I had carried the burden of this question all my life. Surely it must be someone’s fault that I am like the way I am. Guilt trips, blame games, and the stones of shame had been thrown at my parents and me.

Then I hear a new voice, one of authority and power.

“Neither this man nor his parents sinned”

What!!! I had always thought it had to be related to something I had done, or my parents had done. Wow, then I suppose I am blind because …

Jesus spoke again.

“You’re asking the wrong question. You’re looking for someone to blame. There is no such cause-effect here. Look instead for what God can do. We need to be energetically at work for the One who sent me here, working while the sun shines. When night falls, the workday is over. For as long as I am in the world, there is plenty of light. I am the world’s Light.” John 9:3-5 (The Message)

Then a sound reached my ears of someone spitting! I could hear the people take a gasp, step back, and mutter amongst themselves.

Dirt, Spit and Mud

Then I felt it on my eyes. Dirt and spit mixed to make mud. He, Jesus, gently smeared it over my eyes. I could feel it getting right into the corners. The mud was sticky and warm, gritty but also strangely smooth and soft.

Jesus then told me to go and wash it off in the Pool of Siloam. Well, I staggered off feeling my way, asking others for help, stumbling now and then.

There was a tingling feeling happening under the eyelids. It wasn’t painful; you just knew that something was happening.

It was a long walk, but eventually, I got there. I reached down to the cool water and began to wash the mud off. Suddenly I realized that I saw things, people, water, the walls of the dark cave. There wasn’t much light in this place, which was good for my new eyes to adjust to. Never the less I could see, I could see, I could see!

People could not believe that I had received my sight.

Some didn’t want to believe. You can read the rest of the story in John 9.

I caused a stir with those religious rule makers! Ha!

Here are some things I want you to take from this story.

Six things to learn about healing

1. Jesus deliberately made sure that everyone knew that the illness wasn’t related to my sin.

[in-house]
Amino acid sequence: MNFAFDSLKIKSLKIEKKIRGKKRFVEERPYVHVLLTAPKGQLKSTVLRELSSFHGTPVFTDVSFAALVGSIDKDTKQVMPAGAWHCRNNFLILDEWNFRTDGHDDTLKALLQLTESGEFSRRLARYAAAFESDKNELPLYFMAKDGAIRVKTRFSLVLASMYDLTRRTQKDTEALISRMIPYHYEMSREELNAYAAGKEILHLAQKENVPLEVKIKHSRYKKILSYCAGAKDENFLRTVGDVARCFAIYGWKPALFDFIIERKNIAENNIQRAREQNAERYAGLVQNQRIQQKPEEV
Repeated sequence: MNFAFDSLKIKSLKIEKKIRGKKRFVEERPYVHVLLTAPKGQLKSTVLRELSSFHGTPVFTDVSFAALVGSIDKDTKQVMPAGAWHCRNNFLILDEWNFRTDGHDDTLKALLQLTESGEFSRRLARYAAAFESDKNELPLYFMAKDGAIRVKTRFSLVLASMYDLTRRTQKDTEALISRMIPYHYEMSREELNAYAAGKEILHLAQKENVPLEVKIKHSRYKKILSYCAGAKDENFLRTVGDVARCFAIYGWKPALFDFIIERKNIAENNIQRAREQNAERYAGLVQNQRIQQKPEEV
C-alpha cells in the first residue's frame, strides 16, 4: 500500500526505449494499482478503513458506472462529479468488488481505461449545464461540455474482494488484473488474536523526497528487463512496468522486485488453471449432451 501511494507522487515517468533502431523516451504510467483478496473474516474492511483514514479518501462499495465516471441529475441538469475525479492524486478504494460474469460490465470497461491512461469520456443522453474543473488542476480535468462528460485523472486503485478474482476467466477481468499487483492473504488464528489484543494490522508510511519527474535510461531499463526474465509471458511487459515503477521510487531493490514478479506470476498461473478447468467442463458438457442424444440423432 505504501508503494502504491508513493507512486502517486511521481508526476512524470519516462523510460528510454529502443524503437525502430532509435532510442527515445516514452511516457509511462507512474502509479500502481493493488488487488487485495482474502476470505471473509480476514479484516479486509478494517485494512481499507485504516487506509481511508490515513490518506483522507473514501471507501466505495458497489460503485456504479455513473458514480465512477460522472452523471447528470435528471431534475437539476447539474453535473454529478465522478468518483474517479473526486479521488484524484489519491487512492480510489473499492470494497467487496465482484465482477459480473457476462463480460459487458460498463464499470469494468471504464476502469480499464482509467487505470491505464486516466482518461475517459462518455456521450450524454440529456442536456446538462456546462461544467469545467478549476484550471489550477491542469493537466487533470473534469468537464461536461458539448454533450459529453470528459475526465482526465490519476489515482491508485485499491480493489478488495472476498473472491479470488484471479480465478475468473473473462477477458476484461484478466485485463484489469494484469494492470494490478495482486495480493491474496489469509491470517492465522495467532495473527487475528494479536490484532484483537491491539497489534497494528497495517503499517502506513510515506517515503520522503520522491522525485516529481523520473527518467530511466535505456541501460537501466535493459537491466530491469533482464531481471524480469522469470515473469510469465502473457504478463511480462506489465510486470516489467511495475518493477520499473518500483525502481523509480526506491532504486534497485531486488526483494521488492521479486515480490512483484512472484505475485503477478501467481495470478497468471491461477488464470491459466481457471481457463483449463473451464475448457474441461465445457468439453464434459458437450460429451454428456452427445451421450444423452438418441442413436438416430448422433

We all want to find excuses or reasons for suffering. We must, however, remember that we live in a dusty world where sickness and illness are just part of it’s fallen state. Stop, please stop, dumping guilt on those who are unwell. Stop making quick diagnoses without wisdom to discern the real needs of the person.

2. You don’t have to deal with a person’s spiritual state of sinfulness before healing the physical state.
There is no fixed formula. God does not demand repentance before he is interested in the person. God is in love with everyone in whatever spiritual state they are.

3. Consider the needs of the person.
If you are praying for healing for people with sensory needs such as blindness or deafness, make sure you do it in a place that is quiet or has dim lighting. A public place or out in broad daylight is just not the place for this. This is wise and caring. Jesus knew my needs. He wasn’t interested in the applause of the crowd on the auditorium of the street.

4. Healing can come through very unconventional methods.
Who would have thought a mud pack made from dirt and spit would have been part of a healing process. Jesus knew what was needed. Perhaps the spit mud was there to stop the bright light from getting into my eyes. Maybe there was something chemically in the dirt that stimulated the healing. I don’t know what it was, but it worked!

5. Healing can take a length of time and faith to happen.
It took me quite some time to get that pool. I didn’t know what would be the result, but I went by blind faith (pun intended), and I received sight. Light dispersed the darkness.

6. Get your hands dirty!
We must not wait until we have understood all the mysteries of suffering before we get on with the work of what God has called us to do.

A blind man teaches Mental Health

As I reflect on this story and its role in the healing of Mental Illness, there is much to learn.

  • Healing can take a period of time. We all want the instantaneous, but often I have found that with the brain that it takes to heal, to learn new ways of thinking. For an instant healing, it would possibly mean a complete change of the brain. Too painful, too much change, too much to learn or unlearn. God is gracious and knows what we can handle.
  • Physical elements such as medication can have a role just as much as the mud pack had a role in this story. Too many times, I have heard people want a magic miracle pill, whereas they need medicine to allow a miracle to occur.
  • Healing is not about the healer. Instead, it is about the one with the need, and the God who knows their name. We don’t have to have hype, music, bright, etc. Jesus wants us to be super sensitive to the needs of those he loves.
  • Pray anyway. We don’t have to understand all the components of illness before we can pray. God knows more than any psychiatrist! We call on Jesus to be the great healer.
  • Mental Illness is part of a fallen world. We are dust, imperfect, and prone to illness.

I love this story. There is so much to glean about Jesus and his compassion.

Just imagine you are that blind man. Close your eyes, then feel that wet sticky mud being smeared into your eyes. Reflect in the comments section below your response.

Barry Pearman

Image by ViaMoi Creative commons Flickr

This is part of a series where I am exploring the various stories of healing found in the New Testament. I am gleaning many of my ideas from Jesus’ Healing Works and Ours by Ian Cowie